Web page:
Found only in Georgia, Cherokee Darter is on Endangered Species List
While constructing an electric transmission line in Paulding County, Georgia Transmission Corporation is making a significant investment to protect a federally threatened species of fish that is native to the area.
The Cherokee Darter is a small fish, roughly one to two inches long, that is found only in the Etowah River basin and nowhere else in the world. Preferring small, shallow, fast-flowing streams, the fish is found throughout the basin, from Lumpkin County to Paulding County. The Cherokee Darter has been on the U.S. Fish and Wildlife Services’ (USFWS) Endangered Species List since 1994.
“Cherokee Darters live in clear streams and are very sensitive to sedimentation and pollution,” said Chris Smith, an environmental and regulatory coordinator with Georgia Transmission’s Environmental Services. “In many ways, the darters are to our North Georgia streams as canaries are to coal mines. Their existence indicates a healthy water system, and their protection helps ensure clean water.”
Georgia Transmission consulted with the USFWS to identify the best management practices to minimize significant impact on the Cherokee Darter’s habitat in three streams. The collaboration led to a series of steps designed to ensure the project’s construction would not interfere with the habitat:
- Create 100-foot stream buffers for known or potential habitats
- Install 50-foot stream buffers for tributaries of known or potential habitats
- Avoid placing culvert and rock crossings in habitat streams, though, if necessary, use bottomless culverts and bridges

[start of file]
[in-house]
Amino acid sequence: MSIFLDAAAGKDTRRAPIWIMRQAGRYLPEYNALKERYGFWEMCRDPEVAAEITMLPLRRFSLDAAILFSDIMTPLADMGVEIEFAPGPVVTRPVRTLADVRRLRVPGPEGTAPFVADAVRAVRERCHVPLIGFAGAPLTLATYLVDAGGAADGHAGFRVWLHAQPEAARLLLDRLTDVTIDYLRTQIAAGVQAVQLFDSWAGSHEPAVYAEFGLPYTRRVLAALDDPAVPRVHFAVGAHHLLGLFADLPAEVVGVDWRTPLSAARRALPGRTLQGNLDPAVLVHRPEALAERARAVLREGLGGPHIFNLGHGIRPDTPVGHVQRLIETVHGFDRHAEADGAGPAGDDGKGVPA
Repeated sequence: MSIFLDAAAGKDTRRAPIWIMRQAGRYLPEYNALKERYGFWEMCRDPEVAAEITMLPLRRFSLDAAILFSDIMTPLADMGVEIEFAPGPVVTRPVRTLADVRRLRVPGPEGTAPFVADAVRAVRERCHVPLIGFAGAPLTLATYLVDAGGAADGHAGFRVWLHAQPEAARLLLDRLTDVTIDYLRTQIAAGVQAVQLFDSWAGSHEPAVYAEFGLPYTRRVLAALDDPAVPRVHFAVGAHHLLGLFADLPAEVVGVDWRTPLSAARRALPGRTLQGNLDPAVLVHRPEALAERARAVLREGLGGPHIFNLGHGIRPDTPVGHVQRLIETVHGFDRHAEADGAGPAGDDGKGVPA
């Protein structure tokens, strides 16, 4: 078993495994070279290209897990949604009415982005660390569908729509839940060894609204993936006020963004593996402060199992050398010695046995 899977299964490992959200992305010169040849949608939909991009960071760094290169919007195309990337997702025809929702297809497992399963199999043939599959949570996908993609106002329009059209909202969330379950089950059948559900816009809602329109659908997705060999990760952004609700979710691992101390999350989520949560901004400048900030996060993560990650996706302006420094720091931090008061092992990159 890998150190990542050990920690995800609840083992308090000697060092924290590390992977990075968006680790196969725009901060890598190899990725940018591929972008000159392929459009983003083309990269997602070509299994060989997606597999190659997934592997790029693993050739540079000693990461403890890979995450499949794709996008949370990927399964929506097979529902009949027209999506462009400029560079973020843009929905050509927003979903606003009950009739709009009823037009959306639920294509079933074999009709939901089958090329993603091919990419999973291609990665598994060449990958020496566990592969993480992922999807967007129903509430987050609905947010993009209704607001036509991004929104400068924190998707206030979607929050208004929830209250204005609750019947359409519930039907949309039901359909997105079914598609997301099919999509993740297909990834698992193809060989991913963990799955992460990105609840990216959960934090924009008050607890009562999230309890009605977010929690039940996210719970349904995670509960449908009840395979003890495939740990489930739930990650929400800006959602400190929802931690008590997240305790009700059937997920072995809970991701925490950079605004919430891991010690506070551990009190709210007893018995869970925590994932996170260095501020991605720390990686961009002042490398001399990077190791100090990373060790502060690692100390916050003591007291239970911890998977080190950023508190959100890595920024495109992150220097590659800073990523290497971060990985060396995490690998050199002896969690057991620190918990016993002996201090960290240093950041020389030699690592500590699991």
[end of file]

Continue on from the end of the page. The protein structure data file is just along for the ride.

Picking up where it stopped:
- If temporary bridges are required in habitat streams, they must fully span the stream, restore banks and avoid spawning season (April-June)
- Maintain stream buffers with native plants
- Avoid herbicide use except on isolated stumps in Cherokee Darter stream buffers
In addition, GTC used helicopters to lift timber out of steep, sloped areas within habitat stream buffers. This minimized disturbance in the buffer areas and removed the risk of timber falling or washing into darter streams.
“Georgia Transmission’s construction inspectors ensured these steps were adhered to and that no violations to the Endangered Species Act occurred,” Smith said. “This project is a testament to Georgia Transmission’s dedication to the environment and being a good steward of Georgia’s resources.”
For additional information about darters and conservation efforts in the Etowah River Basin, please visit www.etowahhcp.org.
About Georgia Transmission
Georgia Transmission, a not-for-profit cooperative owned by 38 Electric Membership Corporations (EMCs), owns more than 3000 miles of high-voltage transmission lines and more than 650 substations. These facilities deliver power to Georgia’s EMCs who serve nearly 50 percent of Georgia’s population (4.1 million).
Georgia Transmission Corporation